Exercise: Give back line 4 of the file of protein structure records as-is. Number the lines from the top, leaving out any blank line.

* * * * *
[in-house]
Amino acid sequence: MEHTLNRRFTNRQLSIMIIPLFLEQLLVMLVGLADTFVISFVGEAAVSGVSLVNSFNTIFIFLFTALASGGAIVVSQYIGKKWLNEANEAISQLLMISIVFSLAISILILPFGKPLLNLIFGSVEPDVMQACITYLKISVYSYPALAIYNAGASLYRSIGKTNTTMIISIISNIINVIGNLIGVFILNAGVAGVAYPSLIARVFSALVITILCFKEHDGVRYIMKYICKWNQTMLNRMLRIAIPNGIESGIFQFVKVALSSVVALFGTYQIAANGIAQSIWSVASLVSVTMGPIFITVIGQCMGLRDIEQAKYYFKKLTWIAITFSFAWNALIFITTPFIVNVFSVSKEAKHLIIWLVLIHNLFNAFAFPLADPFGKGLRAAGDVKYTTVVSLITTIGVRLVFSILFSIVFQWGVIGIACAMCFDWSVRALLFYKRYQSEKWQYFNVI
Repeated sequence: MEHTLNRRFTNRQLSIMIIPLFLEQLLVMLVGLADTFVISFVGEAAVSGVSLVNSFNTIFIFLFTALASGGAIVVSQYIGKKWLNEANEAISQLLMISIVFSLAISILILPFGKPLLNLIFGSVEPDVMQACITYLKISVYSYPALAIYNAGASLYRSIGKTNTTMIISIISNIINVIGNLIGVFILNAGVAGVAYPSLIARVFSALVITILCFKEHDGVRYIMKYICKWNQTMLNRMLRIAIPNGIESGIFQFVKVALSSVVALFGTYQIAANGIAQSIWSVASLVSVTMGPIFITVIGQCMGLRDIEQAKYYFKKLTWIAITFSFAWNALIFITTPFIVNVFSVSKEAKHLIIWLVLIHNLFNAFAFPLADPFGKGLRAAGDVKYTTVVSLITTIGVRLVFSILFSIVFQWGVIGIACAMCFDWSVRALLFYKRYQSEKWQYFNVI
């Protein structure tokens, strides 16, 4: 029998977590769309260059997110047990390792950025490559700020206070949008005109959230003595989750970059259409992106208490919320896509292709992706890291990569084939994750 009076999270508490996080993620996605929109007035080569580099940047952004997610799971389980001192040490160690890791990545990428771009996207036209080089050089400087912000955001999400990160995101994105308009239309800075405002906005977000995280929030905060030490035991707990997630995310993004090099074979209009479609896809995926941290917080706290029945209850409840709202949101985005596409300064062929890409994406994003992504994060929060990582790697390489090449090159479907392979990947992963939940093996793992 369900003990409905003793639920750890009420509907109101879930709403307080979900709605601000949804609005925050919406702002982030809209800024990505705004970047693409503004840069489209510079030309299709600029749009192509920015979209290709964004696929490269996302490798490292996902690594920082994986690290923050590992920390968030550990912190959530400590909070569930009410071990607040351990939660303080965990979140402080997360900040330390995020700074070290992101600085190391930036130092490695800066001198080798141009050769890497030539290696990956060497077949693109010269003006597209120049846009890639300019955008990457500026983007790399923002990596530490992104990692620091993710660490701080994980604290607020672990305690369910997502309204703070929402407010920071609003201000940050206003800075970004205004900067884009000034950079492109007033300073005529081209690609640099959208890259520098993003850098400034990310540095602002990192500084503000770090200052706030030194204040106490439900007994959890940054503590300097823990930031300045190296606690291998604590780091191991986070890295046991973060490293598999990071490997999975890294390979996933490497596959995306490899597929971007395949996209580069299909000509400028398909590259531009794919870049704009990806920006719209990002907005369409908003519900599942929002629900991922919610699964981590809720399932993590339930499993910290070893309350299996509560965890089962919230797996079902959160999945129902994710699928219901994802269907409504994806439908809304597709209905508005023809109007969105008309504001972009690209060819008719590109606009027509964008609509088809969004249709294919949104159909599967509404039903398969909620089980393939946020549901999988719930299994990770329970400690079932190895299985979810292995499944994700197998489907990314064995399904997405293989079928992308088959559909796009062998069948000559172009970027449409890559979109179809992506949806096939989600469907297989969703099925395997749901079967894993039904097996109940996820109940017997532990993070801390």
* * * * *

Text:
């Protein structure tokens, strides 16, 4: 029998977590769309260059997110047990390792950025490559700020206070949008005109959230003595989750970059259409992106208490919320896509292709992706890291990569084939994750 009076999270508490996080993620996605929109007035080569580099940047952004997610799971389980001192040490160690890791990545990428771009996207036209080089050089400087912000955001999400990160995101994105308009239309800075405002906005977000995280929030905060030490035991707990997630995310993004090099074979209009479609896809995926941290917080706290029945209850409840709202949101985005596409300064062929890409994406994003992504994060929060990582790697390489090449090159479907392979990947992963939940093996793992 369900003990409905003793639920750890009420509907109101879930709403307080979900709605601000949804609005925050919406702002982030809209800024990505705004970047693409503004840069489209510079030309299709600029749009192509920015979209290709964004696929490269996302490798490292996902690594920082994986690290923050590992920390968030550990912190959530400590909070569930009410071990607040351990939660303080965990979140402080997360900040330390995020700074070290992101600085190391930036130092490695800066001198080798141009050769890497030539290696990956060497077949693109010269003006597209120049846009890639300019955008990457500026983007790399923002990596530490992104990692620091993710660490701080994980604290607020672990305690369910997502309204703070929402407010920071609003201000940050206003800075970004205004900067884009000034950079492109007033300073005529081209690609640099959208890259520098993003850098400034990310540095602002990192500084503000770090200052706030030194204040106490439900007994959890940054503590300097823990930031300045190296606690291998604590780091191991986070890295046991973060490293598999990071490997999975890294390979996933490497596959995306490899597929971007395949996209580069299909000509400028398909590259531009794919870049704009990806920006719209990002907005369409908003519900599942929002629900991922919610699964981590809720399932993590339930499993910290070893309350299996509560965890089962919230797996079902959160999945129902994710699928219901994802269907409504994806439908809304597709209905508005023809109007969105008309504001972009690209060819008719590109606009027509964008609509088809969004249709294919949104159909599967509404039903398969909620089980393939946020549901999988719930299994990770329970400690079932190895299985979810292995499944994700197998489907990314064995399904997405293989079928992308088959559909796009062998069948000559172009970027449409890559979109179809992506949806096939989600469907297989969703099925395997749901079967894993039904097996109940996820109940017997532990993070801390």